The Anachronistic Kemalist ideology
By Khalid Amayreh, June 13, 2008
Underscoring the ideological rigidity of the ultra-secular but undemocratic Kemalist ideology, Turkey’s Constitutional Court this week ruled that Islamic headscarves violated secularism and can’t be allowed to be worn at universities and other public institutions.
The verdict overrides a recent decision by the Turkish parliament allowing the hijab at universities as a matter of personal and religious freedom. It also sets the controversial court above the parliament and even above the collective will of the Turkish masses.
Indeed, it is more than mind-boggling to see female Muslim students granted full freedom to attend universities in Europe and North America with their headscarves on while Turkish students are denied the same freedom in a country where Muslims constitute nearly 99% of the population.
The military-dominated Kemalist establishment, which has been steadily losing public appeal as is evident from the outcome of the two latest general elections, claims that the hijab constitutes a mortal threat to the safety and survival of secularism in Turkey.
This rationale, however, is as irrational as it is silly, since it is beyond the pale of common sense to think that a small piece of cloth covering a woman’s hair poses a threat to the survival of secularism. In fact, one might argue that a secular regime that can’t tolerate, let alone survive, a woman’s headscarf is not worth maintaining.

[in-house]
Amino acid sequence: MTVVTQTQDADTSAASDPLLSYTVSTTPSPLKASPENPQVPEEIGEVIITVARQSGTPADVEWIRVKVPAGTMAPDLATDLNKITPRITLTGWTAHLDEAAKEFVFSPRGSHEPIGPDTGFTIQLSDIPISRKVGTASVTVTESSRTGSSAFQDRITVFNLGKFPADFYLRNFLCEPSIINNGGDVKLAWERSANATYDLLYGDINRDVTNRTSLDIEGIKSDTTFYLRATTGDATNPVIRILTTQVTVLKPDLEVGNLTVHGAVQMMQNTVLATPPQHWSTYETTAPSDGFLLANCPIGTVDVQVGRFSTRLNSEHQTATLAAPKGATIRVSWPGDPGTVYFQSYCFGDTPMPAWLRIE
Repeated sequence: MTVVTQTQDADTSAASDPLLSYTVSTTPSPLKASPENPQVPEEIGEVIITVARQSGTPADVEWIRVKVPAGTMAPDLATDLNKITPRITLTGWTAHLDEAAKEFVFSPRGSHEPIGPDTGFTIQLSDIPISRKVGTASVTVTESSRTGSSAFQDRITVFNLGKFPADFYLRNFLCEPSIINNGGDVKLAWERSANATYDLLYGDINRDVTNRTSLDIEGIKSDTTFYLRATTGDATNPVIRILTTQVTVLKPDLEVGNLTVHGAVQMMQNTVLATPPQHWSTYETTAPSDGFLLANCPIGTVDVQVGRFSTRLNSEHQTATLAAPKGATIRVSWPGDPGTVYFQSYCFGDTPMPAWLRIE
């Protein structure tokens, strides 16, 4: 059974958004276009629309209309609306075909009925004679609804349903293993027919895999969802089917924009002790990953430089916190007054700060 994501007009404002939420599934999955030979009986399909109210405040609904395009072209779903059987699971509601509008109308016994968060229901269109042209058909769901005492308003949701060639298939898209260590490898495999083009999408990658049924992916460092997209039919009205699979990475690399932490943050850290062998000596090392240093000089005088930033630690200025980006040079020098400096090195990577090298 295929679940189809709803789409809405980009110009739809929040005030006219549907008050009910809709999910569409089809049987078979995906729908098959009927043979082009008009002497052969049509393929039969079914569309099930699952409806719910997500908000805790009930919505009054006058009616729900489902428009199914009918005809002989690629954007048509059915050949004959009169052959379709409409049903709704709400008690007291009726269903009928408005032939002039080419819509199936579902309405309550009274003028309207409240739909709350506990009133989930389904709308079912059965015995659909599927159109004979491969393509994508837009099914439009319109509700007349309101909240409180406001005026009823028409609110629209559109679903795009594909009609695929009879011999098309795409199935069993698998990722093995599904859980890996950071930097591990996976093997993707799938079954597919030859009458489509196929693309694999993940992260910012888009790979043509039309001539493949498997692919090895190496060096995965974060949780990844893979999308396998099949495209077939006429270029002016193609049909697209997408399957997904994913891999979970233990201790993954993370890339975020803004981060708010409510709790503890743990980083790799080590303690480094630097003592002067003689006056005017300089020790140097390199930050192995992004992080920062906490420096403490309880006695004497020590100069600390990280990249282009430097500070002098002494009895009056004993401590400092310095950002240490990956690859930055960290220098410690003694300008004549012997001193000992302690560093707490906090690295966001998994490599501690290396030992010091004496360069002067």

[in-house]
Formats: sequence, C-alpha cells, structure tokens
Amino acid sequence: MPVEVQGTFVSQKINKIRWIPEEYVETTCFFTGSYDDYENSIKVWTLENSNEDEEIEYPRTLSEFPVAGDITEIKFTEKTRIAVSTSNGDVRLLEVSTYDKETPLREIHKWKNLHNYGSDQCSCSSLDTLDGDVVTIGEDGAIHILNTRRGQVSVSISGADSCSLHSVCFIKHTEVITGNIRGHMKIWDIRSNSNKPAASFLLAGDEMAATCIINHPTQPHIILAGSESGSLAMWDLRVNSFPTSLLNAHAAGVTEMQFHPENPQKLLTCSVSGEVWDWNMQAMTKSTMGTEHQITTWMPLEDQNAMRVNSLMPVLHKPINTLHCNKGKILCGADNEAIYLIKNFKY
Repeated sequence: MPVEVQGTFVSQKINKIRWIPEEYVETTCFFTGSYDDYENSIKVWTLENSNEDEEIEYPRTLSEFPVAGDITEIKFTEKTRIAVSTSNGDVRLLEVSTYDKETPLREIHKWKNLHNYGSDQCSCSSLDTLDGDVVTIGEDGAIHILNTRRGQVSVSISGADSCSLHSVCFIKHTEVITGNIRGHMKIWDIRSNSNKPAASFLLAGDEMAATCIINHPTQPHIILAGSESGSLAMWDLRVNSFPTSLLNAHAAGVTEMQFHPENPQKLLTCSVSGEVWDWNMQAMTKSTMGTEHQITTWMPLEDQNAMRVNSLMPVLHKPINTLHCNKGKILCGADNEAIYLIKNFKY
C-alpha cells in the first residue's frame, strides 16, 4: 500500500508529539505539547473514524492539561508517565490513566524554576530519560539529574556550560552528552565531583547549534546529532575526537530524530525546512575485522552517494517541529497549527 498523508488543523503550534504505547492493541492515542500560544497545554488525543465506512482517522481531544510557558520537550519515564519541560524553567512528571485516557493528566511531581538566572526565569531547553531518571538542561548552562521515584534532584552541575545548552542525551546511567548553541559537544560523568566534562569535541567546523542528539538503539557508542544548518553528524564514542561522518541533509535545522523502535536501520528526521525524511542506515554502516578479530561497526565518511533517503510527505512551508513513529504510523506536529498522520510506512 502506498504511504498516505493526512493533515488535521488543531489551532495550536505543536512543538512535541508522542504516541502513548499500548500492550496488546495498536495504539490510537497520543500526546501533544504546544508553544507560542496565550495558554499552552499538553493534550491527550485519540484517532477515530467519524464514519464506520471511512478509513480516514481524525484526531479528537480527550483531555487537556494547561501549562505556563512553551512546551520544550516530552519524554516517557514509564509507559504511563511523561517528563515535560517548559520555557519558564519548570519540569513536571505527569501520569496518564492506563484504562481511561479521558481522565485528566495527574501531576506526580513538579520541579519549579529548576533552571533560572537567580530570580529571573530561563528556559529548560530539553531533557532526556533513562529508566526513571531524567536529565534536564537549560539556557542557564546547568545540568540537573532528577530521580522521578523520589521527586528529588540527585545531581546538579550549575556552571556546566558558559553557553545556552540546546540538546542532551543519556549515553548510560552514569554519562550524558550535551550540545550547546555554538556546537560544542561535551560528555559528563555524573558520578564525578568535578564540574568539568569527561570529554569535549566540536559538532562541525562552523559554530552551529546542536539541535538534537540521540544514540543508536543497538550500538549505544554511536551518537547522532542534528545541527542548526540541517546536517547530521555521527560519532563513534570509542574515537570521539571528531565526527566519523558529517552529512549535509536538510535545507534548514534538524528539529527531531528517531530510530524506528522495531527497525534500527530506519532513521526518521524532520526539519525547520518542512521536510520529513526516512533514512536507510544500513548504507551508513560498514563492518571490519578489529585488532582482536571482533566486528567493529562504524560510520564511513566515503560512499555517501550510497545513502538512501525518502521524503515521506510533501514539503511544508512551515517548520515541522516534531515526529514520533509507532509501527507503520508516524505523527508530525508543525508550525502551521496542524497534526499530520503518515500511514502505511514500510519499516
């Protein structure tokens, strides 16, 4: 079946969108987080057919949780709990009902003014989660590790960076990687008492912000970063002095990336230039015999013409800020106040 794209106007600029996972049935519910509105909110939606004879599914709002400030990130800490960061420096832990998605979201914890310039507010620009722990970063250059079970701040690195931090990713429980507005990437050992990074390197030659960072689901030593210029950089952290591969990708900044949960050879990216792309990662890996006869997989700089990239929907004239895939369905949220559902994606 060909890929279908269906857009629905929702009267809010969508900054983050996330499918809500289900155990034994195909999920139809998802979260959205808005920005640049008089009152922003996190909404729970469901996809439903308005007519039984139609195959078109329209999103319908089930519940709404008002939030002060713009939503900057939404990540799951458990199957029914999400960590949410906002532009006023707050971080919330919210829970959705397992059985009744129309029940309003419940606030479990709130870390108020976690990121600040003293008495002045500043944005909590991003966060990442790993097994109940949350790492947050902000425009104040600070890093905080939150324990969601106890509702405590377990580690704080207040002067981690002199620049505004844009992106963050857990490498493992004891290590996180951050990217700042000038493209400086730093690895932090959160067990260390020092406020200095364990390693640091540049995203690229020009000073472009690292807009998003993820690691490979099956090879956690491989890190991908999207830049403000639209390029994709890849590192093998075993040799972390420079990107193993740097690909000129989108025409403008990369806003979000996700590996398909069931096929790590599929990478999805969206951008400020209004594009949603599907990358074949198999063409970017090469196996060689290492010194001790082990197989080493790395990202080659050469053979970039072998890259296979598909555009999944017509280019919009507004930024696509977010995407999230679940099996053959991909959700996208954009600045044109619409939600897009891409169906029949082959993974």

Besides, true secularism shouldn’t really interfere with people’s choices and personal freedoms.
Nonetheless, it is obvious that the Turkish court as well as the military establishment and their allies in the media and business sectors have long come to view secularism as a kind of religion whose raison d’etre is to counter and, if possible, eradicate Islam.
To the chagrin of the anti-Islam Kemalist establishment, however, nearly nine decades of fundamentalist secular inquisition have utterly failed to realize this sinister goal. Turks continued to express their respect of and adherence to Islamic teachings and ideals.
Khalid Amayreh continues to work as a journalist. He lives with his family in the Occupied Palestinian town of Dura with his wife and family. More political commentary on the headcovering and secularism in Turkey can be found in this article from desertpeace at wordpress.
Found online: comparison photos of 1957 USA and 2008 Turkey